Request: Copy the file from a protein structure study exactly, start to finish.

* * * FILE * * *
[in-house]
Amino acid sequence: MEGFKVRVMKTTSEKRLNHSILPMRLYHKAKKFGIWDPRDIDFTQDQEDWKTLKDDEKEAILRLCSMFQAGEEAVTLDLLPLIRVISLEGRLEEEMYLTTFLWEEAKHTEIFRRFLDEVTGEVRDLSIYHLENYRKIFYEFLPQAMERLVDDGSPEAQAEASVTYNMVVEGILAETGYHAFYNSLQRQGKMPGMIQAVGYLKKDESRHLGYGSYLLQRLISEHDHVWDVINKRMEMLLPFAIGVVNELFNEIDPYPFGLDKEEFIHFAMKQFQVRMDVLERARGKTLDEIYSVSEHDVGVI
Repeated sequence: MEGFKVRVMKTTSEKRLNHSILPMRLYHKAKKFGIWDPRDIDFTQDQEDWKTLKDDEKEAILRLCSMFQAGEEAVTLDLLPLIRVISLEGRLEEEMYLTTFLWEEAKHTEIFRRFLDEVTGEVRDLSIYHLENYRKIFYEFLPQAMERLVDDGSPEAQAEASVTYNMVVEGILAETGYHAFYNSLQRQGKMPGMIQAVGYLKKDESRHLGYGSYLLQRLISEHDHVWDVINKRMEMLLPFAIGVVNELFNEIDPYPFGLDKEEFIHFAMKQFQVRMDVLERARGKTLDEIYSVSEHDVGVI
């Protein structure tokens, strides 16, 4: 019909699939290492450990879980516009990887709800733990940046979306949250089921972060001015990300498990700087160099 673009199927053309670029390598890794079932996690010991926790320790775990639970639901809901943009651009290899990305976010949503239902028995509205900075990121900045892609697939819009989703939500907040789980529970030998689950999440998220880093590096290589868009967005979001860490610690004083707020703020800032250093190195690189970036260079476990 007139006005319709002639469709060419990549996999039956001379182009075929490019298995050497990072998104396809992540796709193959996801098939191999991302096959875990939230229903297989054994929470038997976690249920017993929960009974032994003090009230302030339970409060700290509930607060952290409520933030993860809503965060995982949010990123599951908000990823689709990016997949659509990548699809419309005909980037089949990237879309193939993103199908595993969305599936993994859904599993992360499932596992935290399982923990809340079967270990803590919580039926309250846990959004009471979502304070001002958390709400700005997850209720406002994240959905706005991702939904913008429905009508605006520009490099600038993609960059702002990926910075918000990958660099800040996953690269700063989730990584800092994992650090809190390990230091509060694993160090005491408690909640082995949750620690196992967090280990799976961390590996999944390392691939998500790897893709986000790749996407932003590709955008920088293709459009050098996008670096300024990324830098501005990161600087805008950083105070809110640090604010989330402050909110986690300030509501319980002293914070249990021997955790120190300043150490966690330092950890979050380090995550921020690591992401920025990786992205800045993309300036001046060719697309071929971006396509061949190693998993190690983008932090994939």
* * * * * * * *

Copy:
[in-house]
Amino acid sequence: MEGFKVRVMKTTSEKRLNHSILPMRLYHKAKKFGIWDPRDIDFTQDQEDWKTLKDDEKEAILRLCSMFQAGEEAVTLDLLPLIRVISLEGRLEEEMYLTTFLWEEAKHTEIFRRFLDEVTGEVRDLSIYHLENYRKIFYEFLPQAMERLVDDGSPEAQAEASVTYNMVVEGILAETGYHAFYNSLQRQGKMPGMIQAVGYLKKDESRHLGYGSYLLQRLISEHDHVWDVINKRMEMLLPFAIGVVNELFNEIDPYPFGLDKEEFIHFAMKQFQVRMDVLERARGKTLDEIYSVSEHDVGVI
Repeated sequence: MEGFKVRVMKTTSEKRLNHSILPMRLYHKAKKFGIWDPRDIDFTQDQEDWKTLKDDEKEAILRLCSMFQAGEEAVTLDLLPLIRVISLEGRLEEEMYLTTFLWEEAKHTEIFRRFLDEVTGEVRDLSIYHLENYRKIFYEFLPQAMERLVDDGSPEAQAEASVTYNMVVEGILAETGYHAFYNSLQRQGKMPGMIQAVGYLKKDESRHLGYGSYLLQRLISEHDHVWDVINKRMEMLLPFAIGVVNELFNEIDPYPFGLDKEEFIHFAMKQFQVRMDVLERARGKTLDEIYSVSEHDVGVI
């Protein structure tokens, strides 16, 4: 019909699939290492450990879980516009990887709800733990940046979306949250089921972060001015990300498990700087160099 673009199927053309670029390598890794079932996690010991926790320790775990639970639901809901943009651009290899990305976010949503239902028995509205900075990121900045892609697939819009989703939500907040789980529970030998689950999440998220880093590096290589868009967005979001860490610690004083707020703020800032250093190195690189970036260079476990 007139006005319709002639469709060419990549996999039956001379182009075929490019298995050497990072998104396809992540796709193959996801098939191999991302096959875990939230229903297989054994929470038997976690249920017993929960009974032994003090009230302030339970409060700290509930607060952290409520933030993860809503965060995982949010990123599951908000990823689709990016997949659509990548699809419309005909980037089949990237879309193939993103199908595993969305599936993994859904599993992360499932596992935290399982923990809340079967270990803590919580039926309250846990959004009471979502304070001002958390709400700005997850209720406002994240959905706005991702939904913008429905009508605006520009490099600038993609960059702002990926910075918000990958660099800040996953690269700063989730990584800092994992650090809190390990230091509060694993160090005491408690909640082995949750620690196992967090280990799976961390590996999944390392691939998500790897893709986000790749996407932003590709955008920088293709459009050098996008670096300024990324830098501005990161600087805008950083105070809110640090604010989330402050909110986690300030509501319980002293914070249990021997955790120190300043150490966690330092950890979050380090995550921020690591992401920025990786992205800045993309300036001046060719697309071929971006396509061949190693998993190690983008932090994939």